2013 MacBook Pro with Retina Display 13″ and 15″ Initial SSD Speed Comparison

stopwatchAfter securing a 13-inch model and 15-inch model of the new MacBook Pro with Retina display that was unveiled Tuesday at Apple’s special event, we’ve done some benchmarking with each model to get an early look at how the new PCIe SSDs perform.

2013 13″ MacBook Pro with Retina Display

  • 128GB SanDisk SSD
  • 312.9MB/s write
  • 728.6MB/s read

2013 15″ MacBook Pro with Retina Display

  • 256GB Samsung SSD
  • 676.7MB/s writes
  • 728.6MB/s read

The 256GB Samsung SSD in the 15″ model offers about a 400MB/s increase in write speeds over the 128GB SanDisk SSD as our 13-inch model was configured.

The Caveat

Results can vary with different brands and configurations. And it’s worth noting that some SSDs that Apple is installing have a Marvell controller and others have a Samsung PCIe controller. Both have varying strengths and weaknesses, but both are fast for typical uses.

An OWC SSD?

Rest assured that we’re hard at work on our own, faster SSD option for all the new PCIe SSD-based Macs for next year – just as we’ve brought for every model introduced 2012 and earlier. In the meantime here are the quick benchmarks:

13” Retina MacBook Pro with a 128GB SanDisk SSD:

13 Bench1

13 Bench 2

15” Retina MacBook Pro with a 256GB Samsung SSD:

15 Bench 1

 

15 Bench 2


LEAVE A COMMENT

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  • Do you have a date of release for these SSDs for a 13″ late 2013 MacBook Pro?




  • Me too, Charles. When will these SSDs be available for purchase?




  • I would buy an OWC 1 TB PCIe SSD for my 13″ late 2013 MacBook Pro in a heartbeat!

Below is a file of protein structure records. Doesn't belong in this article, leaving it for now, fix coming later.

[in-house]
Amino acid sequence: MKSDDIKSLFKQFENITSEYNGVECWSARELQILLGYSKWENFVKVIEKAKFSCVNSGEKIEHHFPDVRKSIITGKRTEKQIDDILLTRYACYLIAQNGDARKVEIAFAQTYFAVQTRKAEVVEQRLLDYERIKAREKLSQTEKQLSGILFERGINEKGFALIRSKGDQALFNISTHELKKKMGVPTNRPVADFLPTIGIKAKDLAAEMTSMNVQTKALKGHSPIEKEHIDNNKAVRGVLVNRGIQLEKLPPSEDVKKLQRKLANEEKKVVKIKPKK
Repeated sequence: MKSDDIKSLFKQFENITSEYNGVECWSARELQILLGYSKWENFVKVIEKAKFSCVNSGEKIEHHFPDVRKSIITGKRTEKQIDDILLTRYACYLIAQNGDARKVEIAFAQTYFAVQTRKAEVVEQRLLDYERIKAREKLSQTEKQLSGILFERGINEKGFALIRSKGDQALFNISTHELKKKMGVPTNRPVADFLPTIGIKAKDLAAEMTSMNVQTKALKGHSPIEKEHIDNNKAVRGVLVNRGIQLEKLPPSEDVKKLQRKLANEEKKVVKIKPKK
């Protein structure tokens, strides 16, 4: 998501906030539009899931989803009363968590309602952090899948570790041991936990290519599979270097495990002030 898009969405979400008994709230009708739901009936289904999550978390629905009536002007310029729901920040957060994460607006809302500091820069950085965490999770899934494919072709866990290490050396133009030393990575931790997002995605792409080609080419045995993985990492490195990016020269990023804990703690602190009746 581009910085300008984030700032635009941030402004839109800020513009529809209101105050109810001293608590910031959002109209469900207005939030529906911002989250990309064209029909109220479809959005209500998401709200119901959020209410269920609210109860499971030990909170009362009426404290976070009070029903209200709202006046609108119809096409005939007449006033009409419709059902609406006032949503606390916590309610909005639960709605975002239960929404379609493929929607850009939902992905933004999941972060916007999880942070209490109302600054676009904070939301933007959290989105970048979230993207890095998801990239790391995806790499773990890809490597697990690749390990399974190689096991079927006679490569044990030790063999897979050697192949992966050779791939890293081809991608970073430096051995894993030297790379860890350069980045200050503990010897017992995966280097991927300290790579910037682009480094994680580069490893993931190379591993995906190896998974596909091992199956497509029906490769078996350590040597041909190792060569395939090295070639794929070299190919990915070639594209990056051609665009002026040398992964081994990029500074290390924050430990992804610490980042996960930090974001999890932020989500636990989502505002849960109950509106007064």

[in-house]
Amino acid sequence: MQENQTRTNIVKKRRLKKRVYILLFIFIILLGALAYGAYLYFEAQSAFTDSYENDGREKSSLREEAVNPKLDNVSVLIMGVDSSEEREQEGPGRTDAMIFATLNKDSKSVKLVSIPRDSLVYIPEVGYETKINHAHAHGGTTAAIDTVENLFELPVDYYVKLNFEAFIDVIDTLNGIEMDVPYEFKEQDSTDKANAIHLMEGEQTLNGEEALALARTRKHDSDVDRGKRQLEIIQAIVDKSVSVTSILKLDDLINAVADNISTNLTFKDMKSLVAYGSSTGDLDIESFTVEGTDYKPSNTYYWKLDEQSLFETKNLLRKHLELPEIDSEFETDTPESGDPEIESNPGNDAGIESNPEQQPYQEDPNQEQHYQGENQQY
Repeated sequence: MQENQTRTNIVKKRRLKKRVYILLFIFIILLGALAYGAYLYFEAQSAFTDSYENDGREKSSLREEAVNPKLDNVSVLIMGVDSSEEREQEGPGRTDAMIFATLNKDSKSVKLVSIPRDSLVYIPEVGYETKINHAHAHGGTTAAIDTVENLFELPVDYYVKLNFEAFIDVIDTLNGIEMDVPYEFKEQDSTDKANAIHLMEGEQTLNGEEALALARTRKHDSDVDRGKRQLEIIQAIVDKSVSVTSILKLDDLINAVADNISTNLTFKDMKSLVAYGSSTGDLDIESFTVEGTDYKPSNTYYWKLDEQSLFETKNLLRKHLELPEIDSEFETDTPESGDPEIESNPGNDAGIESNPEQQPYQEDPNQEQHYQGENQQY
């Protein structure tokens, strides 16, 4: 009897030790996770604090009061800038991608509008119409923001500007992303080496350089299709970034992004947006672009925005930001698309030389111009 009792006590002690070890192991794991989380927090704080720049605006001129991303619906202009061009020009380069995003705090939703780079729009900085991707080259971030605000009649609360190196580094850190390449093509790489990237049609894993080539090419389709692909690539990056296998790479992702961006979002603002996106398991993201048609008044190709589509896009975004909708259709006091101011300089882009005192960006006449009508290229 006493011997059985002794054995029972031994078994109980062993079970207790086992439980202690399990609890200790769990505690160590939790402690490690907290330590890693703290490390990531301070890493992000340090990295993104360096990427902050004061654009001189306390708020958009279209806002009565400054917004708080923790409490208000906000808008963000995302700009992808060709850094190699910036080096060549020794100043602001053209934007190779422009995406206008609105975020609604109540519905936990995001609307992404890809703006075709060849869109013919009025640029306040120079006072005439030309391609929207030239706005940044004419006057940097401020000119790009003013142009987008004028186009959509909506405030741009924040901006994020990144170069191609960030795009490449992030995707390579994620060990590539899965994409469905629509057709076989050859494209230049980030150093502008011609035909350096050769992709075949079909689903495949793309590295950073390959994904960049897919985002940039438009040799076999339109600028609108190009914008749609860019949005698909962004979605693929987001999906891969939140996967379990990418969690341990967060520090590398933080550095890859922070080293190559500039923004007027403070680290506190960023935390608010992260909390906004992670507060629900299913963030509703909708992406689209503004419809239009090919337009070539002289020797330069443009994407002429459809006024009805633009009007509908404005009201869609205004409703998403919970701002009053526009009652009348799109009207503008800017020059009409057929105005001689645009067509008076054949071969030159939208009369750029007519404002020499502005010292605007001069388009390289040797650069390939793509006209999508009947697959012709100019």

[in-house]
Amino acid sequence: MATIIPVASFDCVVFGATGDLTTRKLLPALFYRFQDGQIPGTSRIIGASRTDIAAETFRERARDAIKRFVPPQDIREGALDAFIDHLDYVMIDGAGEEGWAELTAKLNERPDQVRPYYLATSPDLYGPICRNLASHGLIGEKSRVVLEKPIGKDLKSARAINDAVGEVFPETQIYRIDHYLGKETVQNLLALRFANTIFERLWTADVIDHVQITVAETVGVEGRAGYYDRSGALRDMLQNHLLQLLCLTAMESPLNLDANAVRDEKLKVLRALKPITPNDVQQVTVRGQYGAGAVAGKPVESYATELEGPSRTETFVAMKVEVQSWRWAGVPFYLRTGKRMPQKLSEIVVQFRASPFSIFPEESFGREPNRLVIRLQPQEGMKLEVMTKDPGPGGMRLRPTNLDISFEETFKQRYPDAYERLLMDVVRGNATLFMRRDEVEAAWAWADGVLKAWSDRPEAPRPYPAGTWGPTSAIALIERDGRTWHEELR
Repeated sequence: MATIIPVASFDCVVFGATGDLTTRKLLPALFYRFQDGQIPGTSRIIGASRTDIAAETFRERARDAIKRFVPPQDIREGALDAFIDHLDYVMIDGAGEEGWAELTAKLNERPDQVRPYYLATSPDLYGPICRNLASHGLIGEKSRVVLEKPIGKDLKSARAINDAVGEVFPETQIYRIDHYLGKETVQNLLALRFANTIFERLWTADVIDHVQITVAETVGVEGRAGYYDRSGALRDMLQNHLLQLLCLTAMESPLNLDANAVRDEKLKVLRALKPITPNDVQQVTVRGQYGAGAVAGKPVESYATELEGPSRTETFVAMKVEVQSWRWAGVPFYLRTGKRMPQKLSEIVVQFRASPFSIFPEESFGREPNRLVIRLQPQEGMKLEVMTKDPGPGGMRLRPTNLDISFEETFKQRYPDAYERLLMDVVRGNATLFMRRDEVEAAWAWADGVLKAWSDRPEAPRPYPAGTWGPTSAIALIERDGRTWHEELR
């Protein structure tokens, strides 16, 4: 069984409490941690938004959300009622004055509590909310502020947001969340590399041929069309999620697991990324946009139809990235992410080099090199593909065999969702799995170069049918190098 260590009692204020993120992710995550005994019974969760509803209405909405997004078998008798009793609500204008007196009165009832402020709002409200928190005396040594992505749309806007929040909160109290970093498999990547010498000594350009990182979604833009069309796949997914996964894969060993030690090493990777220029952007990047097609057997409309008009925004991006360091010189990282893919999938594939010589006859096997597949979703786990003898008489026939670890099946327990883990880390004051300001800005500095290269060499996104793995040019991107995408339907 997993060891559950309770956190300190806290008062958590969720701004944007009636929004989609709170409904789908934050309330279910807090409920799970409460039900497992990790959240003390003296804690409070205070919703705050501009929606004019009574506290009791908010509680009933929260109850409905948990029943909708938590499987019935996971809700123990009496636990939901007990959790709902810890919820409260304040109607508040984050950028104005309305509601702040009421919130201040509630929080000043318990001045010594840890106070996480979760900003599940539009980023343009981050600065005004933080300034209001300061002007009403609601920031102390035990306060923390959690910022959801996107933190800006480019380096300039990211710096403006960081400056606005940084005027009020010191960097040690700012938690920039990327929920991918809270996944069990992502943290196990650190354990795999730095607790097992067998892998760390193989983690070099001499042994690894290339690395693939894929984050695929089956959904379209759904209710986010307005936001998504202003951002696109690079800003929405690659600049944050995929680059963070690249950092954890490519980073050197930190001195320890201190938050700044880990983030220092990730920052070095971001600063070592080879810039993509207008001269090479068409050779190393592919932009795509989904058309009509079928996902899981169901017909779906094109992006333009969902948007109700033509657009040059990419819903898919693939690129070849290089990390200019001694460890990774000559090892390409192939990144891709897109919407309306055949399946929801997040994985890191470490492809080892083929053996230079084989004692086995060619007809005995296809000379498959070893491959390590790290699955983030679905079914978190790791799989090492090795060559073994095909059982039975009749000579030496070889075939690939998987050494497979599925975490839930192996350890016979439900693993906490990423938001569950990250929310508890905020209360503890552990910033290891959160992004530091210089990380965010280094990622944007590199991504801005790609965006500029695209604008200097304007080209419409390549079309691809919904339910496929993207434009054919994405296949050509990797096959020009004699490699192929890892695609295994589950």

• Any update on larger SSDs for the whole retina lineup?




  • +1 for the 1.5TB (one day 2!!!) PCIe for 2013 MBPr :p




  • Any updates on the development of the MBPRD PCIe SSD replacement?

    I know you guys may not want to speculate on dates unless the product is ready…

    But I would really like to ask if you can give at least a broad stroke of of a possible time frame, like *if all goes well* in which quarter of the year we can expect it?

    This way I will know if I have to hunt for a second-hand disk, or get through Apple itselft to upgrade my MBPRD storage.




  • Hi – am/was getting ready to purchase the Apple 13″ MBPr late 2013 model – midrange – 8GB 1600MHz memory, 256GB PCIe-based flash storage. I was planning to do so till I read your comment above:

    “An OWC SSD?

    Rest assured that we’re hard at work on our own, faster SSD option for all the new PCIe SSD-based Macs for next year – just as we’ve brought for every model introduced 2012 and earlier.”

    If I thought the odds were quite high that you folks would succeed – I would just buy the base model [but with 8GB ram] and grow my flash memory via OWC at a later date.

    i.e., On a scale of 1-100 – what do you estimate the odds that OWC will develop in 2014 a compatable plugin [solder in?] SSD for the Haswell Chip late 2013. I’ve been researching this for a couple of months – and would much rather grow my storage from you people.

    Desmond




  • I have a mid 2010, 13 inch Macbook Pro, which I am thinking about upgrading with a SSD and the max 8GB Ram. Has there been any benchmark testing to compare these upgrades with a more recent Macbook Pro?




  • My new 2013 15″ MBPr has a 512 GB Drive (APPLE SSD SM0512F). Blackmagicdesign sped test shows it has a 711.7MB/s sustained write speed and a 730.7MB/s read speed (average of 8 cycles of 5GB stress test)




  • Is the read/write performance difference solely attirubutable to the different vendor and controller of the SSDs? Or do other factors play any role? Because the rmbps tested vary a lot in terms of RAM, CPU (clock speed, core no., cache)? How about the capacity? One is 128Gb the other is 256GB. Could this have an impact on your results?